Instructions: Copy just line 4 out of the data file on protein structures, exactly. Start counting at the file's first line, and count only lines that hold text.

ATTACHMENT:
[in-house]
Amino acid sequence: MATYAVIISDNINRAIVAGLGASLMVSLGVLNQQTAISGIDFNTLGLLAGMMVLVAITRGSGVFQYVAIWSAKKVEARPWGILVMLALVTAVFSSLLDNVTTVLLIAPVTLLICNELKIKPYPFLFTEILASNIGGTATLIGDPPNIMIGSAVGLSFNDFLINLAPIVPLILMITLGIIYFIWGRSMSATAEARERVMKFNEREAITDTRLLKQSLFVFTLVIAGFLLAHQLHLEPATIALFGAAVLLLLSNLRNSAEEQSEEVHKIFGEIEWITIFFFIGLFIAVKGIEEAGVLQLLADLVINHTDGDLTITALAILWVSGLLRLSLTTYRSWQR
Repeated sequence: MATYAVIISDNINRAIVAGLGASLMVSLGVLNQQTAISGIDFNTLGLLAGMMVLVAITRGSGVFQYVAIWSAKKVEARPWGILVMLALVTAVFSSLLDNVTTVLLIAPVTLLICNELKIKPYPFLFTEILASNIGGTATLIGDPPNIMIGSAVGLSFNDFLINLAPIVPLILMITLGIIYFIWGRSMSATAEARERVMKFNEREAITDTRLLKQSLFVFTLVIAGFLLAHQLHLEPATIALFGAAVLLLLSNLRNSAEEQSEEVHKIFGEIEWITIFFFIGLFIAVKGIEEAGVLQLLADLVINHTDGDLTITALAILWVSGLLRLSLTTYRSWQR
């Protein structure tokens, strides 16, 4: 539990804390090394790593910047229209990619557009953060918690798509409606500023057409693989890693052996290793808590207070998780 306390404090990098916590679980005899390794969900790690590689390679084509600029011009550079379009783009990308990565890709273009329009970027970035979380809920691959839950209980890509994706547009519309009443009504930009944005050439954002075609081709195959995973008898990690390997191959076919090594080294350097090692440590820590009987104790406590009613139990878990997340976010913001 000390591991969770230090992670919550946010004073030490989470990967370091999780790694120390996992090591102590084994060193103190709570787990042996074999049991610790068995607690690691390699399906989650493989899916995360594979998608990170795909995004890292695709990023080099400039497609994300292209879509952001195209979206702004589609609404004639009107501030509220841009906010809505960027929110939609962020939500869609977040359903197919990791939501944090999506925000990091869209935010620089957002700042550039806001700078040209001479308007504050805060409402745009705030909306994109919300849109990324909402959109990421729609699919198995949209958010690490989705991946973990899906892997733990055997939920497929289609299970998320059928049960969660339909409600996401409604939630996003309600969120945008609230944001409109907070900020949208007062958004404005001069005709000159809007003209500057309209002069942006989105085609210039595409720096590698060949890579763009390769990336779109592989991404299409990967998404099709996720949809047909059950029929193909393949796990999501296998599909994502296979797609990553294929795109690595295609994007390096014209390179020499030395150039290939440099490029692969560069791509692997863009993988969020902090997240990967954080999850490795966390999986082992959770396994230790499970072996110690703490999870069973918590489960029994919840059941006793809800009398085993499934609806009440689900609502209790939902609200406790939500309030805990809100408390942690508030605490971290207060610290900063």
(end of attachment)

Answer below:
């Protein structure tokens, strides 16, 4: 539990804390090394790593910047229209990619557009953060918690798509409606500023057409693989890693052996290793808590207070998780 306390404090990098916590679980005899390794969900790690590689390679084509600029011009550079379009783009990308990565890709273009329009970027970035979380809920691959839950209980890509994706547009519309009443009504930009944005050439954002075609081709195959995973008898990690390997191959076919090594080294350097090692440590820590009987104790406590009613139990878990997340976010913001 000390591991969770230090992670919550946010004073030490989470990967370091999780790694120390996992090591102590084994060193103190709570787990042996074999049991610790068995607690690691390699399906989650493989899916995360594979998608990170795909995004890292695709990023080099400039497609994300292209879509952001195209979206702004589609609404004639009107501030509220841009906010809505960027929110939609962020939500869609977040359903197919990791939501944090999506925000990091869209935010620089957002700042550039806001700078040209001479308007504050805060409402745009705030909306994109919300849109990324909402959109990421729609699919198995949209958010690490989705991946973990899906892997733990055997939920497929289609299970998320059928049960969660339909409600996401409604939630996003309600969120945008609230944001409109907070900020949208007062958004404005001069005709000159809007003209500057309209002069942006989105085609210039595409720096590698060949890579763009390769990336779109592989991404299409990967998404099709996720949809047909059950029929193909393949796990999501296998599909994502296979797609990553294929795109690595295609994007390096014209390179020499030395150039290939440099490029692969560069791509692997863009993988969020902090997240990967954080999850490795966390999986082992959770396994230790499970072996110690703490999870069973918590489960029994919840059941006793809800009398085993499934609806009440689900609502209790939902609200406790939500309030805990809100408390942690508030605490971290207060610290900063």